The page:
Gaius Julius Callistus
|This article relies largely or entirely upon a single source. (July 2012)|
Gaius Julius Callistus (flourished 1st century) was a Greek imperial freedman during the reigns of Roman Emperors Caligula and Claudius. Callistus was originally a freedman of Caligula, and was given great authority during his reign, which he used to amass even greater wealth. He often advised Caligula on imperial policy and how to deal with emergent issues such as the abundant conspiracies against the emperor. He used his influence to help his friends, including Domitius Afer, whose treason case was dropped at Callistus' behest. However, Callistus was not immune from Caligula's wrath, and when a thwarted assassin named Callistus as a fellow conspirator in the failed plot, Caligula was ready to believe him. It was only pleading that saved Callistus' life.
Ironically, this distrust by Caligula may have caused Callistus to turn on him. He is named by the ancient sources as a prime mover in Caligula's murder (24 January 41) rallying the other freedmen to the cause. When Claudius succeeded Caligula, he pardoned most of the conspirators.
In order to impress the new emperor Claudius, Callistus stated that Caligula had ordered him to murder Claudius several times, but he had always refused. Whether or not this was true, Claudius allowed Callistus to stay in the imperial service. Claudius divided the daily maintenance of the empire among various freedmen and Callistus became Secretary of Justice and Law. His job was to oversee the running of the courts and the conduct of trials. He used the position to amass personal wealth, and carried on much the way he had under Caligula, advising the emperor on policy and the like. Callistus persuaded Claudius to hire his friend Scribonius Largus as a personal physician. After the disgrace and death of Roman Empress Valeria Messalina, Callistus is said to have promoted Caligula's former wife Lollia Paulina as a replacement. He would have been acquainted with her from his days in Caligula's court.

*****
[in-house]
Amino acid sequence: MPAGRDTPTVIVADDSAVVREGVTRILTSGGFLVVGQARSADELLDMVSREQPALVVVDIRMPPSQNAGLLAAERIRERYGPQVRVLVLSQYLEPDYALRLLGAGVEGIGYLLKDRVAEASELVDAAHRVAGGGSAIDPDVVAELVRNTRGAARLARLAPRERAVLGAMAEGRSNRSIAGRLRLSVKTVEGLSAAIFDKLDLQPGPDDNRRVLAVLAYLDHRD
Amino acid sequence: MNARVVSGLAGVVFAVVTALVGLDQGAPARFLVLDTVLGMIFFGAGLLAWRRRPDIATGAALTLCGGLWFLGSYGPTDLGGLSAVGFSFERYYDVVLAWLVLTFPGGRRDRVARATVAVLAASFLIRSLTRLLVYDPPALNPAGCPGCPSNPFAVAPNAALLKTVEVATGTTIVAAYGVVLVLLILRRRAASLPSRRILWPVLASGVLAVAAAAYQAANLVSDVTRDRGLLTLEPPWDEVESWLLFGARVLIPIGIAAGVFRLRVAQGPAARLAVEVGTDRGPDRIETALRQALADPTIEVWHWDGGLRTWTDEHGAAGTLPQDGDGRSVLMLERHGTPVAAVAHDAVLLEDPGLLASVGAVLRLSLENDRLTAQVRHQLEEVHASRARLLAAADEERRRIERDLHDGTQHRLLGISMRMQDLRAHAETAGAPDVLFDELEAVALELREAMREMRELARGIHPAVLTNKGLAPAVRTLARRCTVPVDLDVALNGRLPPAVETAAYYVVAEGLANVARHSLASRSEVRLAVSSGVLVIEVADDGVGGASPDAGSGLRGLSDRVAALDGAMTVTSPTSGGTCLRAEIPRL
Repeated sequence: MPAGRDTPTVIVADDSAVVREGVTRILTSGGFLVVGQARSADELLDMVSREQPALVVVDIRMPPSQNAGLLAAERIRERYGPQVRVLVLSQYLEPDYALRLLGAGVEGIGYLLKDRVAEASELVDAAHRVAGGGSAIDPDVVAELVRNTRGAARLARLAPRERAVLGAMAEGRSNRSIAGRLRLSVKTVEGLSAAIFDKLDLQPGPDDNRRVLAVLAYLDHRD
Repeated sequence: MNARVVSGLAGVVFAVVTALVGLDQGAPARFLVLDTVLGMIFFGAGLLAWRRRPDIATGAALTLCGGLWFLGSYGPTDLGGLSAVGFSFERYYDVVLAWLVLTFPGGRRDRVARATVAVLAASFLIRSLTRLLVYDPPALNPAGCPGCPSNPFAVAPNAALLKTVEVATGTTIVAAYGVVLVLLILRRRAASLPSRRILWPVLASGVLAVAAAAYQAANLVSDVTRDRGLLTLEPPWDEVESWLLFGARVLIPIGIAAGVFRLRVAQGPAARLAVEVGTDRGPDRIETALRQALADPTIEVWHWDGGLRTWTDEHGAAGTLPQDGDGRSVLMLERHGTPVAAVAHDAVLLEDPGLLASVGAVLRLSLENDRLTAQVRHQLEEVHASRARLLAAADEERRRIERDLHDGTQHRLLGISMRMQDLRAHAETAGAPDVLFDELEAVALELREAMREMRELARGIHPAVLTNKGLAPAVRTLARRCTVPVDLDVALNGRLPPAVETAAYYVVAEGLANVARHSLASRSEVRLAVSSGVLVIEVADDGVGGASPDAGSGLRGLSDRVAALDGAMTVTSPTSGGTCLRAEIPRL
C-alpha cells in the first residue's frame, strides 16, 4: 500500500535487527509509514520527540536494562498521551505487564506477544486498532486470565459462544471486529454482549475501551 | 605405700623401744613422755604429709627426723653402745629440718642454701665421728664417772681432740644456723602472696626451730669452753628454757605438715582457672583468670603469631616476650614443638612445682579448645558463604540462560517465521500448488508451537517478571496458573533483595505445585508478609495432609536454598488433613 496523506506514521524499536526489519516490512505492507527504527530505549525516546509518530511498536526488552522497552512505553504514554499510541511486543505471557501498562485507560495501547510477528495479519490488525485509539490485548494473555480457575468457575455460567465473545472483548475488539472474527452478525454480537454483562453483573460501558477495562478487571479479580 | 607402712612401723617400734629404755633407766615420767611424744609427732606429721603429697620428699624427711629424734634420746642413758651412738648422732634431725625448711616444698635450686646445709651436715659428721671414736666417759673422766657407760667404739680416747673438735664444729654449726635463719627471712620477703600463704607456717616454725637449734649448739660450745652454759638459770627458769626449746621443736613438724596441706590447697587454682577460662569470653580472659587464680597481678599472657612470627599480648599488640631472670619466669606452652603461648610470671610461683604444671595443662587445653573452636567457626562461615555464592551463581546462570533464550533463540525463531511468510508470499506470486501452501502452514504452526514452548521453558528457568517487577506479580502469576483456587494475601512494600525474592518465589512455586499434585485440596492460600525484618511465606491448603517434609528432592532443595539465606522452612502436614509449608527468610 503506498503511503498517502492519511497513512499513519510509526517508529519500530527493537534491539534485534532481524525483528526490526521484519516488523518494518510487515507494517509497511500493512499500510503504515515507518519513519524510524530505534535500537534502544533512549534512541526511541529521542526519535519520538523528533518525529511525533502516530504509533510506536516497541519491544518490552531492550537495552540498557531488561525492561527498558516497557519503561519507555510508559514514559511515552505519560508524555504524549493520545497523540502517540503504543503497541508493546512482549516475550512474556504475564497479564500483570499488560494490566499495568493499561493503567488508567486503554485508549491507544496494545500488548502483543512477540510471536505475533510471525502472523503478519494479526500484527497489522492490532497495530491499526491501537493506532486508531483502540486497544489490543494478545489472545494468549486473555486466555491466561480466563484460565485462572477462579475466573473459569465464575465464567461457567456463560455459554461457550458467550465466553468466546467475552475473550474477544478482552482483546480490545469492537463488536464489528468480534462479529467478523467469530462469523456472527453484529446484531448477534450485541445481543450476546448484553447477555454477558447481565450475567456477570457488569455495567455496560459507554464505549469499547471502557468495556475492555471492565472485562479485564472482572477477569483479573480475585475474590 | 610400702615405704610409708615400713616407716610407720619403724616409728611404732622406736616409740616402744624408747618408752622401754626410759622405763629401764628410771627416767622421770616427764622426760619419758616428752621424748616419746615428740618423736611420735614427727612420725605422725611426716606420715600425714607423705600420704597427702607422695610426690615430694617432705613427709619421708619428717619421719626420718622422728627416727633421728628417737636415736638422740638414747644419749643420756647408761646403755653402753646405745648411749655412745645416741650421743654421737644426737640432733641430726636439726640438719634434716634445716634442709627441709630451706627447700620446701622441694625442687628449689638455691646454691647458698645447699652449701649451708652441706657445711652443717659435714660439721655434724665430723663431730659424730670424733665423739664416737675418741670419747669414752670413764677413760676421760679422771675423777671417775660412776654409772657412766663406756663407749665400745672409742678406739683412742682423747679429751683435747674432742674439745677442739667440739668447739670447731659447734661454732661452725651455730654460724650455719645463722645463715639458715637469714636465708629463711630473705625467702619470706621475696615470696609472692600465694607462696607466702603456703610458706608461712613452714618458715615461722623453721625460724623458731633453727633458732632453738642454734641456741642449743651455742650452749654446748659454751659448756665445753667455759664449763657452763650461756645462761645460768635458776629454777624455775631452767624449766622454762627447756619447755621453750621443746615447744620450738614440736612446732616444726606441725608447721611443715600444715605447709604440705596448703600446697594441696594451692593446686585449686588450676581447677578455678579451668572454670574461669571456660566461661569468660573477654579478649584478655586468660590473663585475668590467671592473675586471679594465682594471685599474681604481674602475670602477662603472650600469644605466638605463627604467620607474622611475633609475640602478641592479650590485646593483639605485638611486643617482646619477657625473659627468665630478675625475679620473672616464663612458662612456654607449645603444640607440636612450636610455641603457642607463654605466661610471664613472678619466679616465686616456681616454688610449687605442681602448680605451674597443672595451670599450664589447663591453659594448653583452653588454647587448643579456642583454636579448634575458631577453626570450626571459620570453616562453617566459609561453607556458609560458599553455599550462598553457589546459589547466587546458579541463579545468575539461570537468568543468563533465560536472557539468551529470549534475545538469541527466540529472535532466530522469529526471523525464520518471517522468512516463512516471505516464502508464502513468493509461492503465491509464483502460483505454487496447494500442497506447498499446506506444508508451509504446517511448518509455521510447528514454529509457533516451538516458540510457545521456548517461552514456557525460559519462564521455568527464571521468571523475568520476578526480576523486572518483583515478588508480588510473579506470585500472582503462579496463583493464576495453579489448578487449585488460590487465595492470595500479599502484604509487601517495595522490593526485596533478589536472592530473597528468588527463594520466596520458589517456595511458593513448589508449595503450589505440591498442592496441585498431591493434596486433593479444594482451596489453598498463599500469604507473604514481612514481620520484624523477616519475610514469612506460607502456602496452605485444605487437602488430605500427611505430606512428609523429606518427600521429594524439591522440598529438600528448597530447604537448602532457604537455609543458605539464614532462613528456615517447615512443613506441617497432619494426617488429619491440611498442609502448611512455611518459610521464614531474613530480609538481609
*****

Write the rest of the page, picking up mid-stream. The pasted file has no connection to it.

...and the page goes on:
Most of the details of Callistus' personal life and ultimate fate are unknown, although he was dead by the end of Claudius' reign. Claudius died by poison on 13 October 54. Callistus supposedly pushed his daughter Nymphidia to become one of Caligula's mistresses. Callistus' grandchild Nymphidius Sabinus later claimed to be the product of this union, and tried unsuccessfully to gain the principate in the Year of the Four Emperors.
- James Grout: G. Julius Callistus, part of the Encyclopædia Romana
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